The fifth principle is to respect your fullness. This partners up with the second principle. You have to know when it’s time to eat, but also to know when you’ve had enough. Take a moment during your meal to really assess how you are feeling. Did you already have enough? Do you need more? Like many of you, I grew up in a house where we were encouraged to clean our plates. The reality is that we are usually satisfied with less than the whole thing.
Discover the satisfaction factor is the sixth principle. This is being more mindful of taste and texture. Eating should be an experience. It should not be a rushed, eat-it-now-and-taste-it-later event.
Honor your feelings without using food is the seventh principle and in a society where we reward ourselves with food this is a tough one. We eat for many reasons that have nothing to do with hunger. We’re bored, lonely, scared and angry. Finding ways to deal with all of these emotions is important and can help you limit your use of food as the answer.
I tell my patients all the time about No. 8: respect your body. Let’s be real here. Your body does some pretty amazing things and has lots of intricate work to accomplish. Learning to accept you as you are will go a long way to mending your relationship with food. Cinderella’s stepsisters tried really hard to make their feet fit into a shoe that was never meant for them. Our bodies can be the same way. We have a genetic blueprint, and we need to learn to embrace who we are.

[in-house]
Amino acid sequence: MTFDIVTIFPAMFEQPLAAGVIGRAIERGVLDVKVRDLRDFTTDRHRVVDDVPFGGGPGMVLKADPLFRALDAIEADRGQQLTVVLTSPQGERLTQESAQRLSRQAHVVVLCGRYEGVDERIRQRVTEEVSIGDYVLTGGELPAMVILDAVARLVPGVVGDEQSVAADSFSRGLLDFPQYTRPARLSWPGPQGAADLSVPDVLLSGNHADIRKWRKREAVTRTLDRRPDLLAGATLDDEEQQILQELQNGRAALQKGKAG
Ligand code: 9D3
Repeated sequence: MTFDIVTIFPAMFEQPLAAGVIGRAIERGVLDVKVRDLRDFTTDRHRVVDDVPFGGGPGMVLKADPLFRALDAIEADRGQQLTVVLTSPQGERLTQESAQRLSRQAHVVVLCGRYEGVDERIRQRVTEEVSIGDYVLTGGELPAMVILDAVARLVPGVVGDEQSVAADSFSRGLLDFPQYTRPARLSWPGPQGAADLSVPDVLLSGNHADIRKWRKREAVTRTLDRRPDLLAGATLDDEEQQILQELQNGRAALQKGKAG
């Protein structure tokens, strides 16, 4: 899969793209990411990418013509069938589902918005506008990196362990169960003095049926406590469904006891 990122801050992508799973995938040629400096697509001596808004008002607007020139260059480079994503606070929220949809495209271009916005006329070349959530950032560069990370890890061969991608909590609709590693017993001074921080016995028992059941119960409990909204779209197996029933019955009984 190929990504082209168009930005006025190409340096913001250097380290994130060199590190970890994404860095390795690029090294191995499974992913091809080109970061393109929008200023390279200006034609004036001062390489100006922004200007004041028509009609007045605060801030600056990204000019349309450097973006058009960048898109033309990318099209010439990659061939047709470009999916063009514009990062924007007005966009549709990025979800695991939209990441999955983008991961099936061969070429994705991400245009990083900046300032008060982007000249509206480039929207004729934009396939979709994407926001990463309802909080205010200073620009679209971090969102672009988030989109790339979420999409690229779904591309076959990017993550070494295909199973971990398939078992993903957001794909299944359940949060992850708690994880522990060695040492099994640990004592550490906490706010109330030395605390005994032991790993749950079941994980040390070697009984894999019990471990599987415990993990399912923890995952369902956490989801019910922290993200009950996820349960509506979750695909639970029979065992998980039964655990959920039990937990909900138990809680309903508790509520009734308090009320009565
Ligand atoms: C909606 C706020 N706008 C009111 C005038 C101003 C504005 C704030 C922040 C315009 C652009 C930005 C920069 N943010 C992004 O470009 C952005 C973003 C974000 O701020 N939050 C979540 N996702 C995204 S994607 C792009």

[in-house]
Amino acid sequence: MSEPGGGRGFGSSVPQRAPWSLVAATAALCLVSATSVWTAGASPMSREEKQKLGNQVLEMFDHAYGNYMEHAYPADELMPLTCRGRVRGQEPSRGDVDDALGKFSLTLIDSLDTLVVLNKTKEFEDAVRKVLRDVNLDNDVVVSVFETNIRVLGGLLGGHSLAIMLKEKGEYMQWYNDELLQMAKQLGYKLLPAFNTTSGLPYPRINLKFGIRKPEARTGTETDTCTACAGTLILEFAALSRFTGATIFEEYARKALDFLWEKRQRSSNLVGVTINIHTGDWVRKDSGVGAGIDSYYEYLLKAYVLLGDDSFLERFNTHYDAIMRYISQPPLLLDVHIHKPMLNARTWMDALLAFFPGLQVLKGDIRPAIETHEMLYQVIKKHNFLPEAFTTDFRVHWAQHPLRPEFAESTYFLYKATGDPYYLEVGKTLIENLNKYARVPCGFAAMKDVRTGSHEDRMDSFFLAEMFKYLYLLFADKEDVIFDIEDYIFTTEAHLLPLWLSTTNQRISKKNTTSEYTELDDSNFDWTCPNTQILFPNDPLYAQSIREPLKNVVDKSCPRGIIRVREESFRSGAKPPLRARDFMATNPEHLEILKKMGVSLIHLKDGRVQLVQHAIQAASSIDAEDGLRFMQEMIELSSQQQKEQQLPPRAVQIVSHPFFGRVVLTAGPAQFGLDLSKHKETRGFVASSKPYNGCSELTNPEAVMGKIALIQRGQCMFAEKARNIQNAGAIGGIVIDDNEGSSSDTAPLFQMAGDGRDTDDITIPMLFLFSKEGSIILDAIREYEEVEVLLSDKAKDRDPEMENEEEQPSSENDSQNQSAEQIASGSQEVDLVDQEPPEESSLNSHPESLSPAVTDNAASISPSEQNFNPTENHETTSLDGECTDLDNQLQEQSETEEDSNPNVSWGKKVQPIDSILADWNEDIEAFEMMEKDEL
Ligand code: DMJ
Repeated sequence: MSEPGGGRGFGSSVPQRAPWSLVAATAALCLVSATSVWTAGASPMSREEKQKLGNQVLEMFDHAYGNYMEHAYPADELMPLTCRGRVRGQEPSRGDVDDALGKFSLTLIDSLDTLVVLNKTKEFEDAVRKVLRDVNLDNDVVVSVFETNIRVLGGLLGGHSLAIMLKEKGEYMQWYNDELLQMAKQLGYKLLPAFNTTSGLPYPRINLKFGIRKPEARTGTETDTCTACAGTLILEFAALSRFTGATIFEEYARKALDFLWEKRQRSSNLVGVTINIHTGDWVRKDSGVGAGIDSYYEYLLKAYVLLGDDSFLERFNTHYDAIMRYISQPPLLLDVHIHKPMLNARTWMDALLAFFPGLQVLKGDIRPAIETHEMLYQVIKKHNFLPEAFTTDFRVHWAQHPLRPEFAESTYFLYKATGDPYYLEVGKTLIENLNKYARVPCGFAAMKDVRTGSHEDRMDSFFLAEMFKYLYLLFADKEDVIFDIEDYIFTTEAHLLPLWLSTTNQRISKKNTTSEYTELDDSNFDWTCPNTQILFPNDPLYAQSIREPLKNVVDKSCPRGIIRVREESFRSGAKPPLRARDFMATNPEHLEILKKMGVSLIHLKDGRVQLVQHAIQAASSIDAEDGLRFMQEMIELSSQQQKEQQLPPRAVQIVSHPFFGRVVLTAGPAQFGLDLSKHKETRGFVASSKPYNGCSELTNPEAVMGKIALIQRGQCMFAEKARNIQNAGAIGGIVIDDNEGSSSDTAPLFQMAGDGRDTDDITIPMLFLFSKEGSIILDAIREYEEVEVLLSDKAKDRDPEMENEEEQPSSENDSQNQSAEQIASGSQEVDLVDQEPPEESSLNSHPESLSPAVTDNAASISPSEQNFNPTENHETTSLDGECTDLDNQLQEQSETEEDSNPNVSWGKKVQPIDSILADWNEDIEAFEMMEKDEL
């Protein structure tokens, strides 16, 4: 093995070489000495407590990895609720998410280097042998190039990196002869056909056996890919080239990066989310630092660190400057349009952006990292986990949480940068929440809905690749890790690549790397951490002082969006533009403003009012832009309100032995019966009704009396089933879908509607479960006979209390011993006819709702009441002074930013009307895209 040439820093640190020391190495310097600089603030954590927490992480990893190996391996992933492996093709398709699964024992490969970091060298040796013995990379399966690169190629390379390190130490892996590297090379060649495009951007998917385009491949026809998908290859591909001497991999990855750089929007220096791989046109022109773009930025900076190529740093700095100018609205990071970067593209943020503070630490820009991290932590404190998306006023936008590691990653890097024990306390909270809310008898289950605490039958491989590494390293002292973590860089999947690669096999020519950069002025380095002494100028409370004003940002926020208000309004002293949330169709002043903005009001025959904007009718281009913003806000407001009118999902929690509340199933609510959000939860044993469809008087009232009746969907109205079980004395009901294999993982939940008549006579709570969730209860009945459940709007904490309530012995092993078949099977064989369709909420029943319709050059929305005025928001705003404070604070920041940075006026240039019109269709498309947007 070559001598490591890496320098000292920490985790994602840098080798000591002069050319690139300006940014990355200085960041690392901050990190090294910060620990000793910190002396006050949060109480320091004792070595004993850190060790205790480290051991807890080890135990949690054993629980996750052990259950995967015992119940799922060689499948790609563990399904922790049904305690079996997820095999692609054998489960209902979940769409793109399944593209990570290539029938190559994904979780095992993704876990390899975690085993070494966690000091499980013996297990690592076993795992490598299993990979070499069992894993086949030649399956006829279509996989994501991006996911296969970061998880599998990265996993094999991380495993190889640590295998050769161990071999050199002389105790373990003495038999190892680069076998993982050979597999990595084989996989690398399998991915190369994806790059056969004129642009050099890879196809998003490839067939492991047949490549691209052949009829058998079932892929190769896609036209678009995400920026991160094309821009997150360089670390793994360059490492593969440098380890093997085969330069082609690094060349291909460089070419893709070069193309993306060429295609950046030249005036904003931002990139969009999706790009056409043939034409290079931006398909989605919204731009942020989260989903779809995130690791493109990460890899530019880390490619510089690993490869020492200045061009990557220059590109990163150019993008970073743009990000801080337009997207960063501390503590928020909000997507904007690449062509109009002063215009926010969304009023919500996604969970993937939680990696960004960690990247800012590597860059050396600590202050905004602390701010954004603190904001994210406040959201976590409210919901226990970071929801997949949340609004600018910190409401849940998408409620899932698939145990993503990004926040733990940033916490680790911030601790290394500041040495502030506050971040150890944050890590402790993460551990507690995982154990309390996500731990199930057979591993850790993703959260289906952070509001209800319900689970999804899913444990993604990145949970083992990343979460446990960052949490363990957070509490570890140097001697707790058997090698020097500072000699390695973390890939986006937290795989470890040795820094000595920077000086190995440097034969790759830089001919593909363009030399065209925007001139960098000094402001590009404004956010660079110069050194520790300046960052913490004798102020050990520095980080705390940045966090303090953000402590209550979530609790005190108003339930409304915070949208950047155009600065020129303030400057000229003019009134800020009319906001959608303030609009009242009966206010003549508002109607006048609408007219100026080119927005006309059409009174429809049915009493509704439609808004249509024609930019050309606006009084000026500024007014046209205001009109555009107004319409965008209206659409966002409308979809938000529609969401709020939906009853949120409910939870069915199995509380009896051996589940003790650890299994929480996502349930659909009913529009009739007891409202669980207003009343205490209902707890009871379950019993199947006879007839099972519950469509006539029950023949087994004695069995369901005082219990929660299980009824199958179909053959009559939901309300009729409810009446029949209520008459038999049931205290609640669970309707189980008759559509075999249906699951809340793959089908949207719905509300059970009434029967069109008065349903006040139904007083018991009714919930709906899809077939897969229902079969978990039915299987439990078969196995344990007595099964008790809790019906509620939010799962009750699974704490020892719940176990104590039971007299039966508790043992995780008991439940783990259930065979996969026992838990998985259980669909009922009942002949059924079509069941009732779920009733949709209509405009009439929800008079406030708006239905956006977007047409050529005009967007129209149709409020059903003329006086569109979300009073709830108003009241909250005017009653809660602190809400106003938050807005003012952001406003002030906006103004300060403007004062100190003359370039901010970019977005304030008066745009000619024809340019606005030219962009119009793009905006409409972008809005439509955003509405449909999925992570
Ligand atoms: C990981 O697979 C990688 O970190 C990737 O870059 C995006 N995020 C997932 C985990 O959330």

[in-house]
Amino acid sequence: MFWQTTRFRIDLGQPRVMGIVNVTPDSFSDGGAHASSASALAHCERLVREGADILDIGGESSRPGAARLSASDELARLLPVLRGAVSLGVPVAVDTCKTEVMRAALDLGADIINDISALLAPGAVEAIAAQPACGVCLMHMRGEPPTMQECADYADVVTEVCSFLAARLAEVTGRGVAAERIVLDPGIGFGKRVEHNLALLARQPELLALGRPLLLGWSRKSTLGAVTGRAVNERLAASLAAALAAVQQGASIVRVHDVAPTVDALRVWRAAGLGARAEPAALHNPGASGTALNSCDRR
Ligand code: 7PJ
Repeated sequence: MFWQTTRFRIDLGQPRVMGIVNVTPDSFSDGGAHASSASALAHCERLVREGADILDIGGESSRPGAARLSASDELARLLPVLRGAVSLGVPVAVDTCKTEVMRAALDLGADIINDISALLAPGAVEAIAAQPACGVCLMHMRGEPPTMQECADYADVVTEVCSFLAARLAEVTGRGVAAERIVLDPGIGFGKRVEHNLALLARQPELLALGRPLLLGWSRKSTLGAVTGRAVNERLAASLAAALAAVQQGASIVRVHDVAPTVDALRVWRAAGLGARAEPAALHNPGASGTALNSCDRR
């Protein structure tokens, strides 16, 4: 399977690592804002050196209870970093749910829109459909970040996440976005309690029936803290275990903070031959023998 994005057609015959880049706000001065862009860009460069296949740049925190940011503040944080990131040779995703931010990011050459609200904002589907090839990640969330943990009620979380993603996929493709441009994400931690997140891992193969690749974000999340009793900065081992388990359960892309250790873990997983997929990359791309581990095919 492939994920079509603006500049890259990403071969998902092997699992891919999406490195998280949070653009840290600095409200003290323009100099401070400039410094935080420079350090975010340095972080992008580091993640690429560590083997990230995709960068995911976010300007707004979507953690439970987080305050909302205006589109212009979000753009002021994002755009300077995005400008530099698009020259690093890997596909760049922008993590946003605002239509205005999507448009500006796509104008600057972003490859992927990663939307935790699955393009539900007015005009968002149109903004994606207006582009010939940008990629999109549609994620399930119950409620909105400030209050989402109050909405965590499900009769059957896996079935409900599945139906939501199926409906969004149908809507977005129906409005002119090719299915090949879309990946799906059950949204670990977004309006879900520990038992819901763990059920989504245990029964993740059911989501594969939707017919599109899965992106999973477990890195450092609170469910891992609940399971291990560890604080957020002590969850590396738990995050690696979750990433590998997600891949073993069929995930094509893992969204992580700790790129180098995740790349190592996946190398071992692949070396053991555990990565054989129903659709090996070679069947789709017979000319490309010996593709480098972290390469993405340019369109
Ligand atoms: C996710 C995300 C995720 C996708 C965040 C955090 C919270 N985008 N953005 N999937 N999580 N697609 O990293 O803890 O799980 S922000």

Exercise. Feel the difference. That’s the ninth principle. Learn to appreciate movement. Think of how exercise benefits you. Does it help you sleep better or improve your mood? Does it make you feel stronger? These are the things that keep us motivated to keep moving more.
Finally, the 10th principle is to honor your health with gentle nutrition. While intuitive eating allows you to eat what you want and not follow a rigid or structured “diet,” it doesn’t mean forget about foods that help keep you healthy. Eating foods that make you feel well are important. You don’t have to eat “perfect” all the time. In the end, what you eat in one meal or one day doesn’t affect your overall health. It’s what you eat consistently over time that does.
These past few months have been challenging. In the midst of change, we sometimes falter with our health goals and throw in the towel. We can choose today how we plan to react to all the tasks ahead of us and learn to embrace eating in a way that is both healthy and sustainable.
Until next time … live healthy.
Kimberly Alton, RD, CSSD, LD, is the director of food and nutrition services at Carolina Pines Regional Medical Center. As COVID numbers begin to climb again, I thought this might be a great time to revisit some information that we discussed early in the pandemic last year. As you know, there is a ton of information to be found on everything COVID-related. Unfortunately, it is not all accurate.